TANEYTOWN — Councilman Thomas J. Denike has recommended that revisions to the city's sprinkler ordinance require the fire-prevention systems in all new single-family homes within five years.
Single-family homes are exempt under the existing ordinance, adopted earlier this year, although multifamily dwellings, such as town houses and duplexes, must have sprinklers.
Other City Council members want the ordinance to require sprinkler systems in renovated buildings when the renovation involves more than 50 percent of a structure.
These long-discussed recommendationshave prompted the council to push back, once again, consideration ofthe revised ordinance until its September meeting. The council was poised to act on the measure Monday.
The council postponed action on the ordinance last month after City Attorney Thomas F. Stansfield raised questions about its enforcement. The council has since addressed those concerns, and Stansfield will include the recommendations members made Monday night in a revised ordinance at the council's Sept. 9 meeting.
The council has been wrestling with the revisions for months following complaints from business people and residents that the original ordinance imposed undue burdens and would hamper downtown revitalization.
Council members, concerned to save lives and property, have frequently found themselves considering requests for relieffrom the ordinance requirements.
Under the proposed revisions, sprinkler systems would be required in all new commercial construction of single-story buildings larger than 8,500 square feet and in all multistory buildings larger than 10,500 square feet.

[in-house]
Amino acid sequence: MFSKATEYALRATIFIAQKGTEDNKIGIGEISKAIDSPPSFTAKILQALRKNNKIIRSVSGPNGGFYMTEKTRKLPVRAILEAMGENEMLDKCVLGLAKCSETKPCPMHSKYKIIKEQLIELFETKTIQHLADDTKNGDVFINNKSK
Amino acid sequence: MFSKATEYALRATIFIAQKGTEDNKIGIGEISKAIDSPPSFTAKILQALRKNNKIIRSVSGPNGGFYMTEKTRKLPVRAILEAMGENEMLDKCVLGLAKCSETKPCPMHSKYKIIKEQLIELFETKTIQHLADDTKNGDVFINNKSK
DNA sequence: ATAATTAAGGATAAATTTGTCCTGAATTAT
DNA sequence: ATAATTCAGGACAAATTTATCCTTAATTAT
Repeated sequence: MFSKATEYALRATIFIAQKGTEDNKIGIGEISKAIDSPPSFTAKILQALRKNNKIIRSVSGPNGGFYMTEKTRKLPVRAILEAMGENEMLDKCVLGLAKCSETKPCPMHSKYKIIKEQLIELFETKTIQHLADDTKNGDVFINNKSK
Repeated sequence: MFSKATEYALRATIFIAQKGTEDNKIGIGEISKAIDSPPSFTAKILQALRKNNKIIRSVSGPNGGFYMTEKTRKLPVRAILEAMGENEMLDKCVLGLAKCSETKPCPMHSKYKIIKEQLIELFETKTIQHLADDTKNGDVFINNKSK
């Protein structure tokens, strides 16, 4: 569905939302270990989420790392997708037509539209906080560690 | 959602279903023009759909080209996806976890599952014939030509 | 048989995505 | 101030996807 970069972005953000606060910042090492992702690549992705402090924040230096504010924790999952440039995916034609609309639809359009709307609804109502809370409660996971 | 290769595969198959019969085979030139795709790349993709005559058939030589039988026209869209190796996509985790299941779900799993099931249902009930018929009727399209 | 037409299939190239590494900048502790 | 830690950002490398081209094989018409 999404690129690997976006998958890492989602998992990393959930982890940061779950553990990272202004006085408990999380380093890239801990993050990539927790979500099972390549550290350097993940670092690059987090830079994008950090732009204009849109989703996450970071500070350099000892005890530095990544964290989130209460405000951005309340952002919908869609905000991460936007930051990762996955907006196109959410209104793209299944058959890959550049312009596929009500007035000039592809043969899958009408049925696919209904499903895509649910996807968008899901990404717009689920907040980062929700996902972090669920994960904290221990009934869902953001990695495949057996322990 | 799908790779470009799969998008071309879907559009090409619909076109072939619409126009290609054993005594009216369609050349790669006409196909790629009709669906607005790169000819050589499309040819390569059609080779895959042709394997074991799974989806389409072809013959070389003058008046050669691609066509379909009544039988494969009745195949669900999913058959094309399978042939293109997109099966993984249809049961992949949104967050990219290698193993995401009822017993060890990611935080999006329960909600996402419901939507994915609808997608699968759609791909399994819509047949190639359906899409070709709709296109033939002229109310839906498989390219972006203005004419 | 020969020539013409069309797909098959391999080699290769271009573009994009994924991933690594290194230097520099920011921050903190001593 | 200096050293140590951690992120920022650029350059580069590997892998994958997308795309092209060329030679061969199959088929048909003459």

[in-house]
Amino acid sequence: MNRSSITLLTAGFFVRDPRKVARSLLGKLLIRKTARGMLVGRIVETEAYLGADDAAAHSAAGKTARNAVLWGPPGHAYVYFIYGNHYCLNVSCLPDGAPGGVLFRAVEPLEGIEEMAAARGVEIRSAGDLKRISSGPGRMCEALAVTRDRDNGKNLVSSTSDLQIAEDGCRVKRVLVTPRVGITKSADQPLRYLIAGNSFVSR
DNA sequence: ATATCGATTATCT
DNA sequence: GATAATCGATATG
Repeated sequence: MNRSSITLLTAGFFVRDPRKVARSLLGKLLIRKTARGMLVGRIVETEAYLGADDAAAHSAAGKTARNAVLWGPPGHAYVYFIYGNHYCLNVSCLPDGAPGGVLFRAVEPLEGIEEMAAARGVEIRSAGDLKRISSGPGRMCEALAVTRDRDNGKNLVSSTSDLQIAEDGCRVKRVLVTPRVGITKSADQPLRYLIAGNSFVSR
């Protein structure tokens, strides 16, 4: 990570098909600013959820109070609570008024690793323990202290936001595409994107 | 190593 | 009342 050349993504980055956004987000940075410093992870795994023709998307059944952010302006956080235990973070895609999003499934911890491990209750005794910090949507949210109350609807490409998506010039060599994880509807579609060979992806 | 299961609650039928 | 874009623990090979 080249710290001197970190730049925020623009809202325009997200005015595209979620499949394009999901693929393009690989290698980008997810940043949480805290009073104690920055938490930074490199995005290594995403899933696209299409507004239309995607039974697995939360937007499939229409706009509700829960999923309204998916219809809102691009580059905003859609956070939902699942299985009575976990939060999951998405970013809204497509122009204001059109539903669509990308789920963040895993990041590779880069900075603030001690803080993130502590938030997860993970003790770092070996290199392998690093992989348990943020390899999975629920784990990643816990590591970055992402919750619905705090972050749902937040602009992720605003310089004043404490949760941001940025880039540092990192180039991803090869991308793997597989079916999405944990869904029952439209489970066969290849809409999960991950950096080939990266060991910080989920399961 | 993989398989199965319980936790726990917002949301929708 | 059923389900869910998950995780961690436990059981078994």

The existing ordinance requires sprinklers in all new commercial buildings, irrespective of size. All renovations, repairs and remodeling of existing commercial buildings must include sprinkler systems in the entire building.
Before making Monday's recommendations, the council had considered requiring sprinklers in renovations under certain conditions. The council had made no recommendations to include single-family homes.
However, Denike's recommendations would require all new single-family homes to install sprinkler systems at the time of construction.
Denike, who was appointed to the council earlier this year, has raised concerns about not requiring sprinklers in residential dwellingssince he began researching the issue. He reviewed state and county requirements for sprinklers systems and ordinances in Montgomery and Prince George's counties.